5 Distinctive UK vs. NZ Snakes You should know

5 Distinctive UK

Have you ever found yourself in a conversation with someone from the United Kingdom (UK) or New Zealand (NZ) and felt like you were speaking a different language? Well, you can be pretty close! Slang, the informal language that is unique to specific regions or social groups, forms an important form of how people communicate and express themselves.

From the bustling streets of London to the picturesque landscapes of NZ, these slang terms offer a glimpse into the rich cultural tapestry of these English-speaking nations. So, whether you're planning a trip across the pond or just curious about language diversity, buckle up as we embark on an enlightening journey through the world of UK vs. NZ snake!

Fruit Machine vs Pokies

​​​​​​​When you step into a local pub in the UK, you are likely to see a “fruit machine” glowing in the corner. These colorful arcade-style gambling devices are a common sight, adding a bit of excitement to the pub atmosphere.

But go to New Zealand, and you will find a similar gaming experience called “pokies.” Short for “poker machines”, these electronic game machines are popular in Kiwi pubs, casinos and clubs, and offer entertainment and a chance to win big.

While the names may differ, fruit machines and New Zealand pokies serve as fun pastimes for locals and visitors alike, adding a touch of excitement to social gatherings.

Flip-Flops vs Jandals

When the sun shines in the UK, you'll often see people slipping into their trusty “flip-flops” for a walk along the beach or a relaxing afternoon in the garden. These simple open-toe sandals, with their distinctive thong straps, are a go-to choice to keep relaxed and comfortable in warm weather.

However, venture across the Tasman Sea to New Zealand and find a similar shoe style called “jandals”. Derived from the term “Japanese sandals”, jandals have become an iconic part of Kiwi culture, especially during the sun-drenched summer months. With their easygoing vibe and practical design, jandals are the perfect choice for embracing the relaxed lifestyle of Aotearoa and enjoying outdoor adventures.

While flip-flops and jandals serve the same purpose of keeping feet cool and relaxed in hot weather, their names reflect each country's unique cultural influences and regional preferences.

Awesome! against sweet ash!

In the UK, you often hear the word “Awesome!” used to show excitement or approval. It's like a cheer for something cool or impressive. Whether it's a friend's achievement or an exciting event, “Great!” is the go-to phrase for spreading positive vibes and celebrating the good.

Ah, the Kiwi classic: “Sweet ash!” It's like a verbal hug from your mate, a subtle nod of agreement, and a sign of genuine enthusiasm, all wrapped up in two little words. But here's the kicker – it's often used as an independent phrase, leaving you in a sea of ​​sweetness, wondering what's so sweet.

But don't worry, language mate! When a Kiwi drops a “sweet as” bomb on you, it's their way of saying, “That's fantastic!” or “Sounds great!” It's like they summed up all the sweetness in the world in those two magic words.

And guess what? You don't have to finish the sentence. It's cooler if you don't. Let that “sweet ash” hang in the air, in the awesomeness. If you want to take it to the next level, throw in a “brother” or “buddy” at the end – it's like the icing on the sweet sundae.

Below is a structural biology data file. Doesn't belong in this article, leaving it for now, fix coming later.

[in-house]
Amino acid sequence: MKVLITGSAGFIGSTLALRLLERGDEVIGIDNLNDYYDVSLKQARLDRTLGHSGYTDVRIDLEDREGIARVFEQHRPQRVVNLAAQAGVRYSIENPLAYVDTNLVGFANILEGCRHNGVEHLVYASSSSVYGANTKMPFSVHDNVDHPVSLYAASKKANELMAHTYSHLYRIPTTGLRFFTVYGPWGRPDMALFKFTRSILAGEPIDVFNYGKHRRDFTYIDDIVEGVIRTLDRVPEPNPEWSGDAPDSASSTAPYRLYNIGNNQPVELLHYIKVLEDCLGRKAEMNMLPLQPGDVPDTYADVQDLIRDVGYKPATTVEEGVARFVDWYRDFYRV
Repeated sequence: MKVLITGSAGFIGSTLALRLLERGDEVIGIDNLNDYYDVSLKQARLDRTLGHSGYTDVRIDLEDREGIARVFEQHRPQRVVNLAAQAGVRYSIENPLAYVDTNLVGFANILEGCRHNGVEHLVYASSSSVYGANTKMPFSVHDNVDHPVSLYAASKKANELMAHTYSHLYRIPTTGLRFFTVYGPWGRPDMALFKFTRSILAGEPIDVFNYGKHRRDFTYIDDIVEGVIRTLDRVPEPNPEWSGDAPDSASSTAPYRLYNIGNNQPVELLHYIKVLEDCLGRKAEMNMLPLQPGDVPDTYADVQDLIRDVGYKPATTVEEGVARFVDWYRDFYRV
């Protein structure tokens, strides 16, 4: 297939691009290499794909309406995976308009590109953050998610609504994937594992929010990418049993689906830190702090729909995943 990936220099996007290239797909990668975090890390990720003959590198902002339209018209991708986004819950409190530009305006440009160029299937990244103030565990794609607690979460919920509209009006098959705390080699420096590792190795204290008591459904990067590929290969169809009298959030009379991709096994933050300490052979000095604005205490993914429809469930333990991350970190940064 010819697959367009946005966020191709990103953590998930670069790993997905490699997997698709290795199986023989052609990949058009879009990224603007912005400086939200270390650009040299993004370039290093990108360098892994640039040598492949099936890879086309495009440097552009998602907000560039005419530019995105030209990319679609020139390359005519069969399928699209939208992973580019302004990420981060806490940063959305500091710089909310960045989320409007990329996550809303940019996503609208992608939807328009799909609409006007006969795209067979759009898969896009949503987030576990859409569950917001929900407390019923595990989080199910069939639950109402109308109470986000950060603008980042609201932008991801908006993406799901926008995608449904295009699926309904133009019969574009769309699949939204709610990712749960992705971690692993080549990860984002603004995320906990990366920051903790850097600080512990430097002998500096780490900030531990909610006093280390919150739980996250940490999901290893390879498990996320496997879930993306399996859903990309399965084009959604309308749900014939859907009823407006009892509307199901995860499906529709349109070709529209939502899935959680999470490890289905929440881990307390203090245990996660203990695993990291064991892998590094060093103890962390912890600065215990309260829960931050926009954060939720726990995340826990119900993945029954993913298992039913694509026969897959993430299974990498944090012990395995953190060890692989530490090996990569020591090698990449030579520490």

In the Middle of Nowhere vs Up the Boohai

When you find yourself in the UK, and you are met with a vast and isolated landscape that seems to stretch on forever, you may hear someone say that you are “in the middle of nowhere”. This phrase conjures up images of endless fields, winding country roads, and a sense of isolation from the hustle and bustle of city life. It's like being in your own world, surrounded by nothing but the beauty and tranquility of nature.

Now let's travel to the picturesque landscapes of New Zealand, where you will come across a phrase that is uniquely Kiwi: “Up the Boohai.” Infused with Kiwi humor and charm, this colloquialism paints a playful picture of being in a remote or obscure location.

It is like in the back of the other, far away from the beaten path and the trappings of modern life. Whether you're exploring the rugged wilderness of the South Island or venturing into the heart of the North Island bush, “up the Boohai” adds a touch of adventure and fun to your trip.

Isn't it? against Eh/Ay/Aye

In British English, you often come across the tag question, “Isn't it?” It is a handy linguistic tool that invites agreement or confirmation from the listener, adding depth and involvement to the conversation. Whether casually chatting with friends or engaging in a more formal discussion, “Isn't it?” is a subtle way of seeking validation or solidarity in your statements. It's like saying, “Don't you agree?” or “Do you see what I mean?”

Now, let's shift gears to New Zealand English, where you'll encounter a variety of tag question variations, including “Eh,” “Ay,” or “Aye.” These expressions may sound different, but they all serve the same purpose – to encourage connection and camaraderie in conversation.

Whether you're sharing a laugh with mates over a pint in the local pub or engaging in a spirited debate about rugby, adding an “Eh?” or “Yes?” to your statements creates a sense of inclusiveness and rapport with your fellow Kiwis. It's like saying, “Right?” or “Agree with me?”


The diverse slang of the UK and NZ is a testament to their rich cultural tapestry. From the bustling streets of London to the breathtaking landscapes of New Zealand, language evolves and adapts, reflecting the unique identities and experiences of its speakers. So, the next time you find yourself immersed in the lively conversations of these English-speaking nations, keep an ear out for these distinctive expressions.

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